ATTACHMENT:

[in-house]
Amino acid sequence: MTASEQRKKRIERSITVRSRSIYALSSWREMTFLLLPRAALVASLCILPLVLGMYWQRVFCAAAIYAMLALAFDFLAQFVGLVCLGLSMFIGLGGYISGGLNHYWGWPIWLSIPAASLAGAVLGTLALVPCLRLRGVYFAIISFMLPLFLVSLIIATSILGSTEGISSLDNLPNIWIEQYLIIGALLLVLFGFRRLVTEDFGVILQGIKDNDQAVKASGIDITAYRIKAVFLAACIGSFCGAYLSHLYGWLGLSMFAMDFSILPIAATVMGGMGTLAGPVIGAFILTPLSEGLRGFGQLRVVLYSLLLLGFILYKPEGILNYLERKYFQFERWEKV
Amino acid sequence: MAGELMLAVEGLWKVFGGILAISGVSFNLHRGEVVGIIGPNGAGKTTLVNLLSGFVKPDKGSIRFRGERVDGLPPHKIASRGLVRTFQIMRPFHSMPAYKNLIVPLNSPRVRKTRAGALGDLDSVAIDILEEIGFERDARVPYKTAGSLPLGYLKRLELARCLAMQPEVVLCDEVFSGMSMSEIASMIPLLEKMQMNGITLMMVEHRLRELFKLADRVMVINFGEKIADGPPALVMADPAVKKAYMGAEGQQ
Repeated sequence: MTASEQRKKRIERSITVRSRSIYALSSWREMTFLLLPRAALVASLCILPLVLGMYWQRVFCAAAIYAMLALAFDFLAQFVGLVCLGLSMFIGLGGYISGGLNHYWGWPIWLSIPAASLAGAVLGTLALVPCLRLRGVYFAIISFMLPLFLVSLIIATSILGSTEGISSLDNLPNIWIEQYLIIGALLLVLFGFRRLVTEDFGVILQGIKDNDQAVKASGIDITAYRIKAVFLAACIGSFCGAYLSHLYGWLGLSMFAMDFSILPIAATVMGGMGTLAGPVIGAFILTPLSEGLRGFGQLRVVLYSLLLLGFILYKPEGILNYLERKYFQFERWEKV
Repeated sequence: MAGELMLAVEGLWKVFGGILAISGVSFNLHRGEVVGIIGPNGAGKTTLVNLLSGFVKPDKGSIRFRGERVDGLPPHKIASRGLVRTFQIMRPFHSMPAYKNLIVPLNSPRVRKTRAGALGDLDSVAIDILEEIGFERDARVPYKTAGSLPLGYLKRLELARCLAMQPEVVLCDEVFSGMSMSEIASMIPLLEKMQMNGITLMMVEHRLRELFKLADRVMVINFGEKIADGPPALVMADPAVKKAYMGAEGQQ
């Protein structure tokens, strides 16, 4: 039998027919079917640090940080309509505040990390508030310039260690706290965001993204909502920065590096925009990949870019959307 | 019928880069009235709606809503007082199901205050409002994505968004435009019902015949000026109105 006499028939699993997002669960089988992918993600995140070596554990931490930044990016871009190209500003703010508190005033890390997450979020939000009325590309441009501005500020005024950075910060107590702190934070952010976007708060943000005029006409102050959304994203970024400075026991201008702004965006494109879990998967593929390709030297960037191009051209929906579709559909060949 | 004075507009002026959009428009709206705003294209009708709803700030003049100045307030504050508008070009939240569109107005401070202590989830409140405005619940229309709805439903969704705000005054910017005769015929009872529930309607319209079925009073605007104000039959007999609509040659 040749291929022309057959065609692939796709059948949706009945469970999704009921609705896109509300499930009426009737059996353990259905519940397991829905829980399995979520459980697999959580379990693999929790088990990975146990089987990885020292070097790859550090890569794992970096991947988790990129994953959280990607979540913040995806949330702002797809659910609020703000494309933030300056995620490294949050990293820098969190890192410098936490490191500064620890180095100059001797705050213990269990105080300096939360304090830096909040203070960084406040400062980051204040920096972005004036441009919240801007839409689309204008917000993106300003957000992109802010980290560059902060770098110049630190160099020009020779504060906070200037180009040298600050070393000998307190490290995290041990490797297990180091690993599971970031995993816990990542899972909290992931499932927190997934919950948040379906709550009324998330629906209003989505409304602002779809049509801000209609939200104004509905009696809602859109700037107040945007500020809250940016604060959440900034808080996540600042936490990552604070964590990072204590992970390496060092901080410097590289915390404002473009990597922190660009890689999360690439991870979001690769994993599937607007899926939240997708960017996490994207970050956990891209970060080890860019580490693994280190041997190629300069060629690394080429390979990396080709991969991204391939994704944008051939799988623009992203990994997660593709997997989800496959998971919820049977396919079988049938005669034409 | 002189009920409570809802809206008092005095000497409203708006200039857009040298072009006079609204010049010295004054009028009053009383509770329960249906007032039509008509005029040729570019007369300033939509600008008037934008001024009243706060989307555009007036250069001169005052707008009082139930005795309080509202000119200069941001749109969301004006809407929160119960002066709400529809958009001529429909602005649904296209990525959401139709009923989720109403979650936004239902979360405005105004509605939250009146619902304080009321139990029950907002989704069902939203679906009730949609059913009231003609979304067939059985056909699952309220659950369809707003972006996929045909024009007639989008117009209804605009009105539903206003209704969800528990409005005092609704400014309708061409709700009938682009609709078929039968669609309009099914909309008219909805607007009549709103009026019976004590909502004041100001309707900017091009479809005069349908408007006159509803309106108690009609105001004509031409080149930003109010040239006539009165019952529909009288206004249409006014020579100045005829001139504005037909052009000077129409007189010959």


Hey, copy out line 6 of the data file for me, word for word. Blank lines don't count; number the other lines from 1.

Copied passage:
């Protein structure tokens, strides 16, 4: 039998027919079917640090940080309509505040990390508030310039260690706290965001993204909502920065590096925009990949870019959307 | 019928880069009235709606809503007082199901205050409002994505968004435009019902015949000026109105 006499028939699993997002669960089988992918993600995140070596554990931490930044990016871009190209500003703010508190005033890390997450979020939000009325590309441009501005500020005024950075910060107590702190934070952010976007708060943000005029006409102050959304994203970024400075026991201008702004965006494109879990998967593929390709030297960037191009051209929906579709559909060949 | 004075507009002026959009428009709206705003294209009708709803700030003049100045307030504050508008070009939240569109107005401070202590989830409140405005619940229309709805439903969704705000005054910017005769015929009872529930309607319209079925009073605007104000039959007999609509040659 040749291929022309057959065609692939796709059948949706009945469970999704009921609705896109509300499930009426009737059996353990259905519940397991829905829980399995979520459980697999959580379990693999929790088990990975146990089987990885020292070097790859550090890569794992970096991947988790990129994953959280990607979540913040995806949330702002797809659910609020703000494309933030300056995620490294949050990293820098969190890192410098936490490191500064620890180095100059001797705050213990269990105080300096939360304090830096909040203070960084406040400062980051204040920096972005004036441009919240801007839409689309204008917000993106300003957000992109802010980290560059902060770098110049630190160099020009020779504060906070200037180009040298600050070393000998307190490290995290041990490797297990180091690993599971970031995993816990990542899972909290992931499932927190997934919950948040379906709550009324998330629906209003989505409304602002779809049509801000209609939200104004509905009696809602859109700037107040945007500020809250940016604060959440900034808080996540600042936490990552604070964590990072204590992970390496060092901080410097590289915390404002473009990597922190660009890689999360690439991870979001690769994993599937607007899926939240997708960017996490994207970050956990891209970060080890860019580490693994280190041997190629300069060629690394080429390979990396080709991969991204391939994704944008051939799988623009992203990994997660593709997997989800496959998971919820049977396919079988049938005669034409 | 002189009920409570809802809206008092005095000497409203708006200039857009040298072009006079609204010049010295004054009028009053009383509770329960249906007032039509008509005029040729570019007369300033939509600008008037934008001024009243706060989307555009007036250069001169005052707008009082139930005795309080509202000119200069941001749109969301004006809407929160119960002066709400529809958009001529429909602005649904296209990525959401139709009923989720109403979650936004239902979360405005105004509605939250009146619902304080009321139990029950907002989704069902939203679906009730949609059913009231003609979304067939059985056909699952309220659950369809707003972006996929045909024009007639989008117009209804605009009105539903206003209704969800528990409005005092609704400014309708061409709700009938682009609709078929039968669609309009099914909309008219909805607007009549709103009026019976004590909502004041100001309707900017091009479809005069349908408007006159509803309106108690009609105001004509031409080149930003109010040239006539009165019952529909009288206004249409006014020579100045005829001139504005037909052009000077129409007189010959």